Many may argue that a lack of judicial review and an elastic interpretation of imminence are necessary in the murky world of counter-terrorism, where democratic governments need to fight ruthless enemies without one hand tied behind their back. But there is evidence from Israel that this need not be the case. As noted by Amos Guiora, former legal advisor to the Israeli Defence Forces on targeted killing, the Israeli Supreme Court has ruled on two occasions that while targeted killing in the context of counter-terrorism is legal, it must be limited and subject both to rigorous criteria and – because target selection inevitably relies heavily on intelligence – judicial review. The court itself was instrumental in helping to refine the definition of a legitimate target, insisting that there needed to be a specific and immediate threat posed by a specific individual.
There is an argument, which Andrew Cohen hints at in a blog post for The Atlantic that this is also where the U.S. will ultimately end up. Cohen contends that the white paper should be seen not as actual U.S. policy, but rather as a kind of “trial balloon” that the executive branch is floating to assert more power for itself, and to which other branches of the U.S. government will rightly respond. “It’s a pitch,” he writes, “the staking out of a position in advance of a Washington battle yet to come.” As Cohen notes, it is frequently the case that the executive branch gets out ahead of the judicial branch when it comes to interpreting the power it has been given by the legislative branch (in this case, the Authorization for Use of Military Force, a resolution that Congress passed in September 2001, in the context of the “war on terror”). But the courts will eventually catch up, and the legislature will demand refinement and parameters on what it has agreed to.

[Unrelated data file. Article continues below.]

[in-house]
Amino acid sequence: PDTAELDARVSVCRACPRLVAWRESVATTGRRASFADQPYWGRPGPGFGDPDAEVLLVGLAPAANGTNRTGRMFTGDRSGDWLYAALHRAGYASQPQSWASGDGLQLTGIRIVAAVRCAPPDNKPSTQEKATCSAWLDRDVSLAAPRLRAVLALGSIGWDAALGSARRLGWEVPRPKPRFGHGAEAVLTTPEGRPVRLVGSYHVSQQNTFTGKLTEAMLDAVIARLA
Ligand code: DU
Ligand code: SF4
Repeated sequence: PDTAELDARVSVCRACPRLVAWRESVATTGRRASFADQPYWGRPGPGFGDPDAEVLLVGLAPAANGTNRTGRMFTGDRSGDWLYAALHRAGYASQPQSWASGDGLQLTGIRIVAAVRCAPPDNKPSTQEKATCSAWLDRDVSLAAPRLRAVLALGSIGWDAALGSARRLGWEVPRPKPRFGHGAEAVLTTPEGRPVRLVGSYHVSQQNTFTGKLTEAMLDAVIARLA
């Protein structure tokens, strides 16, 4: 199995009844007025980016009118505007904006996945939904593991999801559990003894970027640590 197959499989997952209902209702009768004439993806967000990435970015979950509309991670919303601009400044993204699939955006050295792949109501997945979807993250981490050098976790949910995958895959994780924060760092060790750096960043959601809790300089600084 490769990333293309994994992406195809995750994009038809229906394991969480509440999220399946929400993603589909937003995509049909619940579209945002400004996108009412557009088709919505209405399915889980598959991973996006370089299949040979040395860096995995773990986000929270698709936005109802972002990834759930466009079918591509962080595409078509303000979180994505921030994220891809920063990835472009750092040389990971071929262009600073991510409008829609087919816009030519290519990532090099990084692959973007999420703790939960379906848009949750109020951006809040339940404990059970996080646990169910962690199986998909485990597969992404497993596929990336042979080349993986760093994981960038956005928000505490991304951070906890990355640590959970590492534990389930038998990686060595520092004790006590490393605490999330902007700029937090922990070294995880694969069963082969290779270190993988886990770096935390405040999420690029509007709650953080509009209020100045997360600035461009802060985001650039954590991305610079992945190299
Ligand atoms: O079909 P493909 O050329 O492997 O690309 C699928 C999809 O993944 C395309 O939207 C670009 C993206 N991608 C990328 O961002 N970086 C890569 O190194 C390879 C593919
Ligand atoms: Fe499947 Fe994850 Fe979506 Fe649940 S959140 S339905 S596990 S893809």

This interpretation would put a positive spin on the events we have seen over the past few weeks. The push for transparency will lead to better arguments, and therefore better policy. The full U.S. system is “doing its thing,” and the result of that decentralized, bottom-up – and sometimes chaotic – process, which involves not only the three branches of judiciary, legislature, and executive, but also civil society, will ultimately result in a correction of draconian policy. As one Canadian diplomat once said to me, “The U.S. always does the right thing – eventually.”
But many will be less inclined to have this level of faith in a long-run correction. There are several chilling aspects to the white paper, not least of which is the broad use of a “public authority justification” for what many analysts believe is effectively a practice of murder (especially when meted out against U.S. citizens). After all, as John Maynard Keynes once said, “In the long run we are all dead.”
Jennifer Welsh is Professor in International Relations, University of Oxford and Co-editor (with Vaughan Lowe, Adam Roberts, and Dominik Zaum) of The United Nations Security Council and War: The Evolution of Thought and Practice since 1945, (Oxford University Press, 2008) and (with Ngaire Woods) of Exporting Good Governance: Temptations and Challenges in Canada’s Aid Program (Wilfred Laurier University Press, 2007).
This post originally appeared on opencanada.org, the website of the Canadian International Council. It is re-published here with the permission of the author.
Recent posts by Jennifer Welsh: ‘Clock is Ticking: Canada must show Arctic leadership‘.